Since 1992, recommended treatment time for anticoagulants, or blood thinners, has been set at three months' maximum, and yet doctors still regularly prescribe them for a six-month period.
The patient gets no benefit from the extended therapy - in fact, he or she is more likely to die, or suffer a recurrence or hemorrhage, than if he stopped the drug therapy after the recommended three months.
The difference has been underlined in yet another trial, which tested the two treatment periods on a group of 749 DVT or pulmonary embolism patients. After a year, 19 of those who had the six months' treatment had died, compared with 14 in the three-month trial group, while 35 suffered some serious reaction from the treatment - usually a major hemorrhage - after the six months' therapy, as against 31 in the three months' trial.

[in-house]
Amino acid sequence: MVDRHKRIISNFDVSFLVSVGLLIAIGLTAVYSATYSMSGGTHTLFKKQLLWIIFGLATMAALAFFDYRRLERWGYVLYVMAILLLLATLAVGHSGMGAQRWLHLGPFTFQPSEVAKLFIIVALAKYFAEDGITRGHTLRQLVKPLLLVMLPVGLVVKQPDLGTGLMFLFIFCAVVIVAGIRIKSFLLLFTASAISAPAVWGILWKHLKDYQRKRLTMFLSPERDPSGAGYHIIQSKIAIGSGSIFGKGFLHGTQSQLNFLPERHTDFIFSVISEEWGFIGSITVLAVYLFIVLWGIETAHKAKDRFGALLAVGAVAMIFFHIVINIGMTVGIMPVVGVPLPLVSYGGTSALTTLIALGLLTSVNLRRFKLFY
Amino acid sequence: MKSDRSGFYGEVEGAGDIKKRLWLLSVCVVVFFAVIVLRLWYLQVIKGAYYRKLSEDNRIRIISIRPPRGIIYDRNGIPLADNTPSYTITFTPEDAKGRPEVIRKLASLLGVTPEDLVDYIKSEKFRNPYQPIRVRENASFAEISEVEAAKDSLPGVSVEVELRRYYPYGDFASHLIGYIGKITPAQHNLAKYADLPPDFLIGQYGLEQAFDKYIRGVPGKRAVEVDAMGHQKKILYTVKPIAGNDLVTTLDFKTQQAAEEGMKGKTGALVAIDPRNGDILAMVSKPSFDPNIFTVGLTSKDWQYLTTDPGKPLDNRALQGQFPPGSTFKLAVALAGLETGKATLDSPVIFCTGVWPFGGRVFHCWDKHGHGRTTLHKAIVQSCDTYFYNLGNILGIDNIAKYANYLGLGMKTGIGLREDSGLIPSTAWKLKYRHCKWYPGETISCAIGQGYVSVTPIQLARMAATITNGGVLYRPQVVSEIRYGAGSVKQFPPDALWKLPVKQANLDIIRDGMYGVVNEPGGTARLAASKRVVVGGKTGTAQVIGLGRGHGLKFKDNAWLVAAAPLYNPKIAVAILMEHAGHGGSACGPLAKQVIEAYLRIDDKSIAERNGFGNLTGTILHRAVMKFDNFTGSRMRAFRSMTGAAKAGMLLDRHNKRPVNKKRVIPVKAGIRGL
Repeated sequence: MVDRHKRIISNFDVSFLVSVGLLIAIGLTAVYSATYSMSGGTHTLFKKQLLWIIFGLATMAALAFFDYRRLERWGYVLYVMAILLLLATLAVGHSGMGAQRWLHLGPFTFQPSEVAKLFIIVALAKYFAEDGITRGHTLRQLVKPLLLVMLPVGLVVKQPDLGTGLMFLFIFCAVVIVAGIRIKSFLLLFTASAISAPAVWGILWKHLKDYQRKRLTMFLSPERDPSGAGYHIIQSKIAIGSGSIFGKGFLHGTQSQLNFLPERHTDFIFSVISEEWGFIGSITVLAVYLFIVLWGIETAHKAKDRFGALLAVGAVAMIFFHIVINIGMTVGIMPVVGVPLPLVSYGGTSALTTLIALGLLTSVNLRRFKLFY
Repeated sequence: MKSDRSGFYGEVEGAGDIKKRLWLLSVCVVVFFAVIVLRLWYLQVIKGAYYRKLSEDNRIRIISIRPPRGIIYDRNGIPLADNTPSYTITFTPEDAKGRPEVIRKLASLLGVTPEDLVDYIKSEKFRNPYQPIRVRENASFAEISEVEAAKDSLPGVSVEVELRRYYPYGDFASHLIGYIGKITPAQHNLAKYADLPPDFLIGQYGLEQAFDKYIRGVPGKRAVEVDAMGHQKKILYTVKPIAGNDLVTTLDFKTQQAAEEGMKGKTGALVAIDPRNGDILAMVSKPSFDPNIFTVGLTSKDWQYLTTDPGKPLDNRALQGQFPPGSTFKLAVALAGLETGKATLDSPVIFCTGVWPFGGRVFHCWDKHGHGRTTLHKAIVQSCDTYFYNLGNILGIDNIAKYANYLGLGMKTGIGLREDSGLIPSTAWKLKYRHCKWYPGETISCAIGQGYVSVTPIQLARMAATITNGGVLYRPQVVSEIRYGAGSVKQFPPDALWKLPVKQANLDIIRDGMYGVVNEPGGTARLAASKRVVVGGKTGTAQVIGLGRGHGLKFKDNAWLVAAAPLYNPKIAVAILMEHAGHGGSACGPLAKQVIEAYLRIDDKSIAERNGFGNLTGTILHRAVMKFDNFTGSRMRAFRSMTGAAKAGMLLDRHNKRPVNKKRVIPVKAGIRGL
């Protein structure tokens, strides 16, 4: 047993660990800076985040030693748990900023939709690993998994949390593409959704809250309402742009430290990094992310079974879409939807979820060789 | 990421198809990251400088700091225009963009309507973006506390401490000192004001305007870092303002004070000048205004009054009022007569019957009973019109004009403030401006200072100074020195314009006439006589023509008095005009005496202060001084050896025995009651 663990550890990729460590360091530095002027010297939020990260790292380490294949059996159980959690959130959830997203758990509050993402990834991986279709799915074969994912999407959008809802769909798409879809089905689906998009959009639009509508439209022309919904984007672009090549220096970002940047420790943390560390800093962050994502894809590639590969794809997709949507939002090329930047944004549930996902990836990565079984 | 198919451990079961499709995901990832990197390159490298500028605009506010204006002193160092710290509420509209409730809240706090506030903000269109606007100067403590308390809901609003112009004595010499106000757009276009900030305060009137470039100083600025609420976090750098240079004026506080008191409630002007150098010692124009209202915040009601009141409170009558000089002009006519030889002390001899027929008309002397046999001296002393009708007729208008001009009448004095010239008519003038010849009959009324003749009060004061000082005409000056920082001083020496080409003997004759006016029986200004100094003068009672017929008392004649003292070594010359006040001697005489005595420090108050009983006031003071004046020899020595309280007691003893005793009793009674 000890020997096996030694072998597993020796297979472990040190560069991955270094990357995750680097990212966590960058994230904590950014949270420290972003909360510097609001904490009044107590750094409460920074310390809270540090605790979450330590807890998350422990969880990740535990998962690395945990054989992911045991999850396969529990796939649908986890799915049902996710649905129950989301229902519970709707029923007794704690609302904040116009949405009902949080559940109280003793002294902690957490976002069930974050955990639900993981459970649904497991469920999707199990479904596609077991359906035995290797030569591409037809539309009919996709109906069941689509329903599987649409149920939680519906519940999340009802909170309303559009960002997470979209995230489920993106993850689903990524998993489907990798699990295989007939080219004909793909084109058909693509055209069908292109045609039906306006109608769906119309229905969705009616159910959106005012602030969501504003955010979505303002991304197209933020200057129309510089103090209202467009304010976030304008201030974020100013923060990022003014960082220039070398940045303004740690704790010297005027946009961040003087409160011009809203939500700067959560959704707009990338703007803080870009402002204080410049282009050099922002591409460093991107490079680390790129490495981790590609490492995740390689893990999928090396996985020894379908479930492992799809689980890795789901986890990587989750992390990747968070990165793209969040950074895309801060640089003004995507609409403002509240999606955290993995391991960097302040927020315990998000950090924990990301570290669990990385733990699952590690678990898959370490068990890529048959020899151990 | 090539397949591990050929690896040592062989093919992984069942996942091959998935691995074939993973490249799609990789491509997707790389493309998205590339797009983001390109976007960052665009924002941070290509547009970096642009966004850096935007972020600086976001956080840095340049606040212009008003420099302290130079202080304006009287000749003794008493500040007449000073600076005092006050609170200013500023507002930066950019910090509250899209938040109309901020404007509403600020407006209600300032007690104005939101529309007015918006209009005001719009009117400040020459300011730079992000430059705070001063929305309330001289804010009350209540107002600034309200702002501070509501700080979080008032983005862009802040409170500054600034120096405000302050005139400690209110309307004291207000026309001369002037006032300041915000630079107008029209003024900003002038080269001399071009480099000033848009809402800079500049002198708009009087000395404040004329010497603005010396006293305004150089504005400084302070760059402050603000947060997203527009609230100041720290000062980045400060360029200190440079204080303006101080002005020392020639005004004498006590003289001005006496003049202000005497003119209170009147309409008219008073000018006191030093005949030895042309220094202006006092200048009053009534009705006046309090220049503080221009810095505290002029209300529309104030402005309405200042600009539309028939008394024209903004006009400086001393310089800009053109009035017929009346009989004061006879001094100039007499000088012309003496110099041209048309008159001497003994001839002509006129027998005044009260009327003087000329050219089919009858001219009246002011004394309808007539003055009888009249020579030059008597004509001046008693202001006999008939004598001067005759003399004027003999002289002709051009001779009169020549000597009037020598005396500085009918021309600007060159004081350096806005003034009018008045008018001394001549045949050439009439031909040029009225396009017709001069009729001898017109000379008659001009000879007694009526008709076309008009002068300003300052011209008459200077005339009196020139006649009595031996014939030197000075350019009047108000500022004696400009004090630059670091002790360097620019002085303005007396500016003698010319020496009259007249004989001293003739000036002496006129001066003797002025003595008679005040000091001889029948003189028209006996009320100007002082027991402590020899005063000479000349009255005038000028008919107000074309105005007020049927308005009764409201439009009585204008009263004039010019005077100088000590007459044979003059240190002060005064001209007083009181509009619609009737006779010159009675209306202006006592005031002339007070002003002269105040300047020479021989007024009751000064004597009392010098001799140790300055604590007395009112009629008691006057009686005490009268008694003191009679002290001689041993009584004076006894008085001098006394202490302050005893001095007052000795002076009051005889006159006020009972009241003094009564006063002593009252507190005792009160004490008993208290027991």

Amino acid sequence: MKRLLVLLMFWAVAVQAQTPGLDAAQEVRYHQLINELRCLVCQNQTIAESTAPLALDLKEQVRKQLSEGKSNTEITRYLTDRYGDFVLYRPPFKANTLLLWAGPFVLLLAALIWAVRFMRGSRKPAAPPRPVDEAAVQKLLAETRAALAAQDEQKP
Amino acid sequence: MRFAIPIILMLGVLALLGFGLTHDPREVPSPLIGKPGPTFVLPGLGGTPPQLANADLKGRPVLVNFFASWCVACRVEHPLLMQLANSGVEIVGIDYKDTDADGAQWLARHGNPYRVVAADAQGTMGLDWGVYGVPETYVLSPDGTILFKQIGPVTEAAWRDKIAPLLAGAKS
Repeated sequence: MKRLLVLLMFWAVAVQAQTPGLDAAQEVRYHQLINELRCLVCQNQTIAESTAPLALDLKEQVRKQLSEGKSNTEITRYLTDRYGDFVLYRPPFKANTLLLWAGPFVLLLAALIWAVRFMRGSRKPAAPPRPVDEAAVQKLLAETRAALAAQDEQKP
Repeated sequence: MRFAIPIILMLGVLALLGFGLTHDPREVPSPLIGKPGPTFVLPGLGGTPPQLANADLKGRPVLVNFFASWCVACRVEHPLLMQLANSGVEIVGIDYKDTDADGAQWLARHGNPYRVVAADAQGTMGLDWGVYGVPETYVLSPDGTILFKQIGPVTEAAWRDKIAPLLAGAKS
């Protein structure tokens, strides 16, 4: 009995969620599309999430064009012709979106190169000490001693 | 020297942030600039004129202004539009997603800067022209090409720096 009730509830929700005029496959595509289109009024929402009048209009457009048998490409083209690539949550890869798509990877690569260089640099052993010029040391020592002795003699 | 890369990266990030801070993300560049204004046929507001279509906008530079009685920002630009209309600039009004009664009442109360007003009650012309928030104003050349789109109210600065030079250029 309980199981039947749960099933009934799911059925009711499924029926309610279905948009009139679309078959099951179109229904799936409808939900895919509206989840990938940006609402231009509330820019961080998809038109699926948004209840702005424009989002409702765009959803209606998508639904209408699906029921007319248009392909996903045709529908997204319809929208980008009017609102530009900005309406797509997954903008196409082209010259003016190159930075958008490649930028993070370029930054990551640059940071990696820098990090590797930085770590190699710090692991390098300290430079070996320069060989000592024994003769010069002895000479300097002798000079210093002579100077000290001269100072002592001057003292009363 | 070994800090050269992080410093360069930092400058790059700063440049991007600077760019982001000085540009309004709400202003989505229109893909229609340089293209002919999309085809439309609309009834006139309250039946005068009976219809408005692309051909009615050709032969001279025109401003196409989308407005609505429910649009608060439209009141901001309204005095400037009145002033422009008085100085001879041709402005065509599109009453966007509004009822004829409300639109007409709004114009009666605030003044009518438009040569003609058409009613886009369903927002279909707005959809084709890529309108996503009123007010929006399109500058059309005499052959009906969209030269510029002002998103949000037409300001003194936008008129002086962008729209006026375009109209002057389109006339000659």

Not that anticoagulants are especially safe even when given over a short time. The UK's National Patient Safety Agency has revealed that, last year, 120 people in the UK died and a further 480 suffered 'serious harm' after being given warfarin. These deaths and reactions were mainly due to doctor error and a failure to monitor the patient after prescribing a powerful dose of the drug.
(Source: British Medical Journal, 2007; 334: 674-7, and 714).
E-news broadcast 20 April 2007 No.352 [Subscribe]